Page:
Mesaros C, Worth AJ, Snyder NW, Christofidou-Solomidou M, Vachani A, Albelda SM, Blair IA - Bioanalysis (2015)

The median and quartile serum osteopontin levelsSamples were from mesothelioma patients, pleural plaque patients, healthy subjects exposed to asbestos and a control nonexposed group.Reprinted with permission from [92] © Springer (2013).
© Copyright Policy - open-access - permissions-link
Related In: Results  -  Collection

License
Show All Figures
getmorefigures.php?uid=PMC4487641&req=5

Figure 7: The median and quartile serum osteopontin levelsSamples were from mesothelioma patients, pleural plaque patients, healthy subjects exposed to asbestos and a control nonexposed group.Reprinted with permission from [92] © Springer (2013).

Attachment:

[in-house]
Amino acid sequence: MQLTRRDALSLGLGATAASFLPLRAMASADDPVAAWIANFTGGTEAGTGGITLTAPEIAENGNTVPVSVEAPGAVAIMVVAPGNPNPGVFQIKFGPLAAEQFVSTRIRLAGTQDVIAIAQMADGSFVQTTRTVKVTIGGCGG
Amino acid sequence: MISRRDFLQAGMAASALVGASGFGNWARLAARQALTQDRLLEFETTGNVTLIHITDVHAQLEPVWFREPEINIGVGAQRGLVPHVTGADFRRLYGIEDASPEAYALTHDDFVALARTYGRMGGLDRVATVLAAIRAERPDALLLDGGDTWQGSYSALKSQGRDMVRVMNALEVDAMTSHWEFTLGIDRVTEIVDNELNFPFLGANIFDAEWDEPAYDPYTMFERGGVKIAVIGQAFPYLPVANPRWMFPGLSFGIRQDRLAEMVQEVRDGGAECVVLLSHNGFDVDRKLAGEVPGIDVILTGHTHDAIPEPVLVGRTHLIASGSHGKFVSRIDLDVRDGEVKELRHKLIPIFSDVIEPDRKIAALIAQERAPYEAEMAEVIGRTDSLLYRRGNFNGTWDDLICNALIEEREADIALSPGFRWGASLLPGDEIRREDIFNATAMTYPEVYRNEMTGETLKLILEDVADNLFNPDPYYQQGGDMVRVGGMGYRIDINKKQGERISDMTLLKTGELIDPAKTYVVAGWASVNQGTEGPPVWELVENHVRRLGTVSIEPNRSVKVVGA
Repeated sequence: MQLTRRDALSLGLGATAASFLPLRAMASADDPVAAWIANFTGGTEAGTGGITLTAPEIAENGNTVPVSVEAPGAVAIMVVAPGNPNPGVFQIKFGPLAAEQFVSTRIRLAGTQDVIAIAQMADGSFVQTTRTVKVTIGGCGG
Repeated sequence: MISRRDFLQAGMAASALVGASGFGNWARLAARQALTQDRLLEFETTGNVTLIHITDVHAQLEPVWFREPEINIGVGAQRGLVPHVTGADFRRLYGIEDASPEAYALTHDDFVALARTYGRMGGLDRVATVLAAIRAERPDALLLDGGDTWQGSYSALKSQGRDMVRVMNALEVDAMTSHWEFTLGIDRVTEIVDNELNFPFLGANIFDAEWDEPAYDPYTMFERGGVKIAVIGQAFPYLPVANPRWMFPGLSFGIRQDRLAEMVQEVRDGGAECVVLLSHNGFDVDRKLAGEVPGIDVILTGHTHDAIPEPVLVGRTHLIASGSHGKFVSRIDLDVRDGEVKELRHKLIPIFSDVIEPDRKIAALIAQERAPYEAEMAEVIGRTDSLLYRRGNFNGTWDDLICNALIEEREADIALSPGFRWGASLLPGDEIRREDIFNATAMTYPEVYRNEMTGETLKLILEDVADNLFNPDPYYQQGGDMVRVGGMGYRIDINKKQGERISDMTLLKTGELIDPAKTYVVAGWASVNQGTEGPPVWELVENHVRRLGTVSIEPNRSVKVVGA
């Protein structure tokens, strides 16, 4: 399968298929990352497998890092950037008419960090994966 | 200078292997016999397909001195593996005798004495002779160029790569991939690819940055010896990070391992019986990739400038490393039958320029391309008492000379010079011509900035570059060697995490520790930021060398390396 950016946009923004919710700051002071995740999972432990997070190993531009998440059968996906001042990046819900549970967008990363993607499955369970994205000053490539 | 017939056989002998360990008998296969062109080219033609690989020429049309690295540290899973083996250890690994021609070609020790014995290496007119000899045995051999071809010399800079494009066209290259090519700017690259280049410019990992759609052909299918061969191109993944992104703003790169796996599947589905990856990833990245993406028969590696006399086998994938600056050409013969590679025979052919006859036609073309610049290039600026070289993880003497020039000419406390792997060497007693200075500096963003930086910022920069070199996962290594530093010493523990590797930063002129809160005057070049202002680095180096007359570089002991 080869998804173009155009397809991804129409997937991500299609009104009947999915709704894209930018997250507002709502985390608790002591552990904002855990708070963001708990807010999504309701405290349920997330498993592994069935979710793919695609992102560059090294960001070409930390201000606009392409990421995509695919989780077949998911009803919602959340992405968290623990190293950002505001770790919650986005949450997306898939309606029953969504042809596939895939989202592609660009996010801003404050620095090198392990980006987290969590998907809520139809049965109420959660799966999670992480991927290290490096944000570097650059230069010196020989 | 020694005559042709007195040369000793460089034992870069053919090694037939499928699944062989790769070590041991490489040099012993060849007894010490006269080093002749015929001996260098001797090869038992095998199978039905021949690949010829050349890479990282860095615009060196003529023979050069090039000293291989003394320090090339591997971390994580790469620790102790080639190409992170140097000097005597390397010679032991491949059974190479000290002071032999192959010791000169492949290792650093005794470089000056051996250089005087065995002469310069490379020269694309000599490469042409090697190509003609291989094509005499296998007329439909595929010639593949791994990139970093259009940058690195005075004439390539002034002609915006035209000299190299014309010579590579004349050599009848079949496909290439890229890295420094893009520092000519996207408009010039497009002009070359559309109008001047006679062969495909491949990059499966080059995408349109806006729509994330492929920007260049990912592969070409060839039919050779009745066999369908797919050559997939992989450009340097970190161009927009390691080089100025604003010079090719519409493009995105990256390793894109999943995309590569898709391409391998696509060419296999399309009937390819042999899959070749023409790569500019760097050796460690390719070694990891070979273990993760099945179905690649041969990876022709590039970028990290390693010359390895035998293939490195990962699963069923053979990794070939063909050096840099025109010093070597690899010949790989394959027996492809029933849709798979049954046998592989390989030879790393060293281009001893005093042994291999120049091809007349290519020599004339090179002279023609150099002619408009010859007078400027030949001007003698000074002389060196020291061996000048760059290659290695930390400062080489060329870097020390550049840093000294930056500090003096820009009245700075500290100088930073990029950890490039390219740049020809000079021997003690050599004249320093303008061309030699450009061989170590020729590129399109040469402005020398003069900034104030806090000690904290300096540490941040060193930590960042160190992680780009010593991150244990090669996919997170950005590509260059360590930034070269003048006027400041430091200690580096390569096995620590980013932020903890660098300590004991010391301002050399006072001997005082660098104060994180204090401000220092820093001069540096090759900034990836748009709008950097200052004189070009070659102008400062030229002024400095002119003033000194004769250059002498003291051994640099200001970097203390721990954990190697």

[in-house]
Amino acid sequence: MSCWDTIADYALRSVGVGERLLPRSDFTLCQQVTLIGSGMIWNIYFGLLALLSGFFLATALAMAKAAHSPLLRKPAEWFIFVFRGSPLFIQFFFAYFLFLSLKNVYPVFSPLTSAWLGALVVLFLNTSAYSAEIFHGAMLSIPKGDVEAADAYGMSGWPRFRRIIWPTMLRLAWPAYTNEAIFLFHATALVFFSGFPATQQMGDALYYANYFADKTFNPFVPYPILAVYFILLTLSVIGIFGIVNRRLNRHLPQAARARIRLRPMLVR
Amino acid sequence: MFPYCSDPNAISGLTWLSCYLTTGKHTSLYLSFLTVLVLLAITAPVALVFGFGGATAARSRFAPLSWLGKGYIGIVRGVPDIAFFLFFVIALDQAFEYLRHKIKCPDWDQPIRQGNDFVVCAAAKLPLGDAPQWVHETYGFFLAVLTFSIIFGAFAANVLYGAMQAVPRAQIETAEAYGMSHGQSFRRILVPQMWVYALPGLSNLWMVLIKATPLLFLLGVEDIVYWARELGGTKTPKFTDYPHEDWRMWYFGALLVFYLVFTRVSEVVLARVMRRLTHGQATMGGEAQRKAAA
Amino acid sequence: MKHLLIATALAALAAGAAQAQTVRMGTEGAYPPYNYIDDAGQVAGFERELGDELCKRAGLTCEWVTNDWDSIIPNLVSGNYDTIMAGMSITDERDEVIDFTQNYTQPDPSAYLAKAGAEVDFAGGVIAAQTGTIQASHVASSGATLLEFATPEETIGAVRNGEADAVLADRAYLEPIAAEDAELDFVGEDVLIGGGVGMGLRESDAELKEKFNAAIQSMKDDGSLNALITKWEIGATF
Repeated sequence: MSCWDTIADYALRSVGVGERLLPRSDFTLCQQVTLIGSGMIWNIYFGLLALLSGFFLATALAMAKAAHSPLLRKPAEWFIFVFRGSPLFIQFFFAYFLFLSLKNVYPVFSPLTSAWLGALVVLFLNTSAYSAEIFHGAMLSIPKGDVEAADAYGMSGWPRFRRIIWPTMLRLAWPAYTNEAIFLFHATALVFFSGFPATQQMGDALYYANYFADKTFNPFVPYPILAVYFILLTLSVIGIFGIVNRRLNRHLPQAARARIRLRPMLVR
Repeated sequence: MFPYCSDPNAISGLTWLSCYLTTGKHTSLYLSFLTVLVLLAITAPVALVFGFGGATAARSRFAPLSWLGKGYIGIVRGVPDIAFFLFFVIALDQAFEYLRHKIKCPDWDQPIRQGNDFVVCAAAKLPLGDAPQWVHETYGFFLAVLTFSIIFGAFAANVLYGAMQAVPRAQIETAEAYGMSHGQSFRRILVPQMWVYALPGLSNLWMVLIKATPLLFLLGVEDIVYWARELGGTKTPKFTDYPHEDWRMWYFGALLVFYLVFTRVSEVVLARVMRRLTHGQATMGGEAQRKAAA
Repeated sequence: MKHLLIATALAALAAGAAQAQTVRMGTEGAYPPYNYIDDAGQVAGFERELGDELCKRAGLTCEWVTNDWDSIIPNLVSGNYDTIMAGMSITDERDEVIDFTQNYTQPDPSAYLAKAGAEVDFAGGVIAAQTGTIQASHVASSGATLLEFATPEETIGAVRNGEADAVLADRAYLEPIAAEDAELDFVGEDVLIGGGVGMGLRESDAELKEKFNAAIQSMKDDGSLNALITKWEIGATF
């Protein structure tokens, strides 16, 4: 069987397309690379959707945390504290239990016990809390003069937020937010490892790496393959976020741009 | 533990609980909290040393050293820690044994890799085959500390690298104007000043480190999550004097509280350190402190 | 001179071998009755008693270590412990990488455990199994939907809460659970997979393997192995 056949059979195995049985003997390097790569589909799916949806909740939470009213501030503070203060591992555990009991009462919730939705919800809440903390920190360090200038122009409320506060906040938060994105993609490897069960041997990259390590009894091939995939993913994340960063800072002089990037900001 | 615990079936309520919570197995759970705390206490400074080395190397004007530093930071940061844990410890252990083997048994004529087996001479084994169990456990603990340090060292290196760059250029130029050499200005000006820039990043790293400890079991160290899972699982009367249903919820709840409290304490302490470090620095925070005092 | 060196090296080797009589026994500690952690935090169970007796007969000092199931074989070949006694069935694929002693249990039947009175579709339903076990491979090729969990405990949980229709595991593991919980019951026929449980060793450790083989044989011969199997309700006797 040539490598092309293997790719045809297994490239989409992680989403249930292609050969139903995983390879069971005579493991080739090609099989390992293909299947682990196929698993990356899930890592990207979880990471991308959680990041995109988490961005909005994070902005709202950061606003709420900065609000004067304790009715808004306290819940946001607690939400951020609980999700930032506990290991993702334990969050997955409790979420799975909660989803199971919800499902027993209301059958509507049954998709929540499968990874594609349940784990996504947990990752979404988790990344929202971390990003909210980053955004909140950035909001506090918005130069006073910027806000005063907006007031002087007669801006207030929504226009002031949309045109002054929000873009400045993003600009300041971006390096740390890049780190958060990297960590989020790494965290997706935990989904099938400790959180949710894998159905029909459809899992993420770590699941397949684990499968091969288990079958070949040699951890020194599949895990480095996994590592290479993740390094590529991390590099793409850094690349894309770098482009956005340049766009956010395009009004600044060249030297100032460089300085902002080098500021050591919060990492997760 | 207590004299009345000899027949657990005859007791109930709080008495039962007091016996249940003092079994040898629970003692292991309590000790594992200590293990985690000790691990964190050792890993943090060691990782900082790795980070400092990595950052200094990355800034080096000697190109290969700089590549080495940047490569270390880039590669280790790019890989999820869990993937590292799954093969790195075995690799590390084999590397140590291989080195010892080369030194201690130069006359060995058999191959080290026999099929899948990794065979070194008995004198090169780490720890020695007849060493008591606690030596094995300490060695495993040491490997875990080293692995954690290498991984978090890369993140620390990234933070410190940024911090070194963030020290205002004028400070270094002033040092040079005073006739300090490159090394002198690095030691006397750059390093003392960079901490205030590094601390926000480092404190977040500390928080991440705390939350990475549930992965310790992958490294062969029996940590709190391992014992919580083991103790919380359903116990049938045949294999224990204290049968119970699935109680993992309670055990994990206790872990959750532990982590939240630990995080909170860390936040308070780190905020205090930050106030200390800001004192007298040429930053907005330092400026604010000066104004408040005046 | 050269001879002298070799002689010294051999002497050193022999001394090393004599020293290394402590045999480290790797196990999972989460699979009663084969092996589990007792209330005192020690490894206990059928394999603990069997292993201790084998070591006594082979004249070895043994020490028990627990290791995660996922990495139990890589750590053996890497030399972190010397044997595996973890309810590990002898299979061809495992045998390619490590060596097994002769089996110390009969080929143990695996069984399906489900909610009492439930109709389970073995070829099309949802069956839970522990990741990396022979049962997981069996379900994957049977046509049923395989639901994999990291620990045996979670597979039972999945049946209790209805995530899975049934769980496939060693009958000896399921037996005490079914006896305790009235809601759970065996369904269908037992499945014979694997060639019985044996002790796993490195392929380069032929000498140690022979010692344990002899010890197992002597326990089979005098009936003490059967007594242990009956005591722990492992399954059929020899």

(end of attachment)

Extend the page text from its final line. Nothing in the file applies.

Mentions: Osteopontin is a glycoprotein that is overexpressed in lung cancer and several other types of cancer [102]. It is an extracellular cell adhesion protein that plays a key role in cytokine mediated immune response. High levels of osteopontin are correlated with tumor progression and metastasis. In a rat model, osteopontin was upregulated in asbestos-induced tumors [103]. Compellingly, osteopontin levels in plasma or serum were able to differentiate between healthy subjects exposed to asbestos and mesothelioma patients [104]. Several human population studies looked at serum levels of osteopontin in asbestos-exposed subjects [56,92,95,104–106]. All studies employed a commercially available ELISA kit, which had a detection limit of 3 ng/ml (Table 1) [56]. The first population study [105], which was conducted in Michigan, examined 69 asbestos-exposed subjects and 45 healthy controls. The level of osteopontin was elevated in the asbestos group (30 ±3 ng/ml) compared with the unexposed group (20 ±4 ng/ml) but was of borderline statistical significant (p = 0.06). Creaney et al. [56] examined an Australian cohort to compare osteopontin levels in patients with different lung disorders, including ten healthy controls exposed to asbestos and ten nonexposed. Their findings agreed with the Michigan study in that osteopontin was not significantly different in the asbestos exposed population. Furthermore, even if serum and plasma levels of osteopontin were highly correlated with asbestos exposure [107], osteopontin can be hydrolyzed by thrombin and so the results might not be a true reflection of protein levels in the blood. A recent study conducted in Turkey had 120 healthy controls and 123 subjects exposed to asbestos [92]. This was the first study to examine a cohort of subjects exposed to naturally occurring surface asbestos. The subjects lived within 10 km of ophiolitic areas, which are known sources of naturally occurring asbestos. The study measured levels of mesothelin as well as osteopontin and concluded that both proteins were related to the severity of the inflammation observed in individual subjects. The difference in the levels of osteopontin was significant (p < 0.05) in controls versus asbestos-exposed individuals but was not useful to predict malignant transformations (Figure 7). Another recent study [95] analyzed mesothelin and osteopontin levels using ELISA kits in a very large number of asbestos-exposed workers (n = 1894) together with a smaller number of unexposed controls (n = 102). The levels of osteopontin were not significantly different between the two groups. This study also found no correlation between osteopontin and mesothelin levels with the duration of the asbestos exposure.